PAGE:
It is heartwarming to see the Boeing Dreamliner making a sure recovery from its delayed production schedule. Boeing deserves renewed faith in the B-787 from potential buyers, not so much because of the recent WTO decision against Airbus, but because the American aircraft manufacturing company is now more familiar with the fine art of outsourcing the construction of new aircraft not only to ‘safe’ partners, such as the U.K. , but to possible future competing Asian countries as well. Boeing’s transition toward outsourcing the construction of its most modern transport aircraft has been considered as the major reason for the delay in production of the Dreamliner.
The European consortium EADS is still ahead of the game on that level, by most accounts. For example, EADS has allowed China years ago to assemble Airbus 320 on site, knowing that outsourcing often results in a transfer of technology most likely beyond the limit stipulated by contract. Boeing, on the other hand, chose safe subcontractors in its outsourcing policy, from within the USA or with predictable economic partners such as the U.K., perhaps under pressure from the controversial Buy American Policy.
Boeing’s claim to put into service a new transport jet, the B-787 Dreamliner, that will emit 20% less pollution and burn less fuel* is not all that impressive inasmuch as the claim can very well be perceived as being too little too late. Also, such welcoming figures are not wholly in response to pressure from environmentalist organizations. On the positive side, the claim does signal a new trend that might accelerate in the next couple of decades, still behind previous promises made in Copenhagen and Davos. Moreover, who should really be credited for that reduction in pollution levels: Rolls Royce, General Electric or both?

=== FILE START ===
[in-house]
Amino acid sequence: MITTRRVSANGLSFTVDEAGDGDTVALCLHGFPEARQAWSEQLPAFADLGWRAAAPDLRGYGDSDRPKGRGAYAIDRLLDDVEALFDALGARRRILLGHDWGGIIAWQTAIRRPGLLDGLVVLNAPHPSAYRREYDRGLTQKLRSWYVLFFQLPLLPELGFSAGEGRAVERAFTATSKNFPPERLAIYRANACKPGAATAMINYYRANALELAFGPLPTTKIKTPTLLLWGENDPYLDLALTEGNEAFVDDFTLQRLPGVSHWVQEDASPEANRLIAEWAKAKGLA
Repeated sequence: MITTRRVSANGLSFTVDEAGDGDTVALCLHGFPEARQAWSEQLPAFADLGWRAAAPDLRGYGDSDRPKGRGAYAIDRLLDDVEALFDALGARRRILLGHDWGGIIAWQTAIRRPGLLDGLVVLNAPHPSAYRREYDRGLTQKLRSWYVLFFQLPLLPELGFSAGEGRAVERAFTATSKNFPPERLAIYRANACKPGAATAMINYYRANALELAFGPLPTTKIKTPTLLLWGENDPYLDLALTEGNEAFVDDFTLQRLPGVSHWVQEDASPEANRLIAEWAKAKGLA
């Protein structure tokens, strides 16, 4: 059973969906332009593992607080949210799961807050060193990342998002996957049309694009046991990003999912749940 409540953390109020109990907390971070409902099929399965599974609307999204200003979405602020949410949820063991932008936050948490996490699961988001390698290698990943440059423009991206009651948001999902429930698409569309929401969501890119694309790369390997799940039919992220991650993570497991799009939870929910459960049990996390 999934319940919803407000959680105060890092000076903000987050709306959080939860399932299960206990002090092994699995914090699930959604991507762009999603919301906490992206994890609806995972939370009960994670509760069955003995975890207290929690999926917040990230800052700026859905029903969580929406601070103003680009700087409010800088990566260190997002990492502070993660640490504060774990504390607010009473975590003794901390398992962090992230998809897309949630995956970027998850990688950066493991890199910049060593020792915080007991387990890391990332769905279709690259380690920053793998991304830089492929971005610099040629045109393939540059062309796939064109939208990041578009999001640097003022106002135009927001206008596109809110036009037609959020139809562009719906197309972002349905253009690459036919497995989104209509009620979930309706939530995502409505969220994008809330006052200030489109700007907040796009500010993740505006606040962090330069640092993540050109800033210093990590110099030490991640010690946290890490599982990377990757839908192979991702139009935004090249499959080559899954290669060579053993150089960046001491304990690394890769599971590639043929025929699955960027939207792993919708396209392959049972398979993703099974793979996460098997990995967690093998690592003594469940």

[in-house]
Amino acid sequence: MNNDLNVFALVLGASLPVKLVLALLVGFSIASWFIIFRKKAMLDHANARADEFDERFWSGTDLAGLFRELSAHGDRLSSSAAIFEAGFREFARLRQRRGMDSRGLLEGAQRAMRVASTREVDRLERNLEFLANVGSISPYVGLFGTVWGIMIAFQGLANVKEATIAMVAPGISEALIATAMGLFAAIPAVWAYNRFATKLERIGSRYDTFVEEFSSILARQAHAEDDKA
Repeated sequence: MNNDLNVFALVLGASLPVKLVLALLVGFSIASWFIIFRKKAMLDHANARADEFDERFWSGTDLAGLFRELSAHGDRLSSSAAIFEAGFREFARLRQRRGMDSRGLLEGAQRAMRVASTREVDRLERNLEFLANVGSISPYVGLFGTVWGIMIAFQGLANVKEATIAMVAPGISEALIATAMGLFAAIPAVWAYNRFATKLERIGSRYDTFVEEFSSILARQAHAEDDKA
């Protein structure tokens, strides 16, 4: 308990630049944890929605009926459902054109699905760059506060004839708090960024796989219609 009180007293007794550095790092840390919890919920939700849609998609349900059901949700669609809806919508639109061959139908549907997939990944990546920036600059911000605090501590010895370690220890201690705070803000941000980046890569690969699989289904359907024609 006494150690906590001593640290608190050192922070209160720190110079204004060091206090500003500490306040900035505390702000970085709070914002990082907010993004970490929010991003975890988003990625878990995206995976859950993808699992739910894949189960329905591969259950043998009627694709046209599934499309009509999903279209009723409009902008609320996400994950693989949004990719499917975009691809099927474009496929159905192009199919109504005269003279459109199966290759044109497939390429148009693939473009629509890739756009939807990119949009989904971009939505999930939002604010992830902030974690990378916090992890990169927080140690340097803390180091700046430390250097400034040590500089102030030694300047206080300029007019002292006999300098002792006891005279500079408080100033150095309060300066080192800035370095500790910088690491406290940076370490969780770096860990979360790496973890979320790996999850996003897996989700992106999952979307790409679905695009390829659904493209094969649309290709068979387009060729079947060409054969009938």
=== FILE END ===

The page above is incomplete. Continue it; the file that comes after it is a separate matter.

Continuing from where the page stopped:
Isn’t it unsettling that news media consider the Boeing 787 and the Airbus 380 as totally different aircraft, and yet track them both as bed-fellows in the sky in terms of the race for the highest number of firm purchase orders? More reliable sales figures will emerge after the Farnborough show is over. Even then, the figures will not be finalized because one has to differentiate firm orders from other variations of formal interest in the purchase of new passenger jets, namely options to buy either aircraft. After all, Boeing’s sell/purchase contracts might not worded in the same way as those normally used by EADS, for instance in matters regarding penalties for cancellation, not to mention the airlines’ own brand of stipulations. Grouping sale figures under one concept of sale and purchase agreement is risky for aviation reporters and analysts.
The Airbus A-380 and the Boeing Dreamliner yield different cost figures on a seat-per-mile basis. It would be most interesting to find out which one is the uncontested winner on that score. In the case of the Airbus A-380 in particular, the difficulty will be to focus on a seating configuration that will carry the day in terms of profitability. Seating arrangements can vary between 550 to 850 passenger seats, depending on the scheduled routes flown and type of airline. It is obvious Ryanair will not choose the same cabin configuration as Emirates Airlines.
Would you know that the Douglas DC-7 would not have seen the light of day in the early 50s, had the Douglas Aircraft Company not managed to secure 40 million dollars worth of firm contracts while the most advanced and last piston-engine transport aircraft was still on the drawing board? However, trading in new advanced passenger jets nowadays offers aircraft development financing solutions as creative as those used for the purchase of new transport aircraft types rolling off assembly plants, within WTO safeguards, of course.
PS: Aircraft fuel-efficiency is a relative concept resulting mainly from the economic circumstances of the day for airlines, knowing that fuel costs alone amount to around 30% of operating costs. At present, one would be hard pressed to find general standards of fuel efficiency set out by aeronautical regulatory agencies.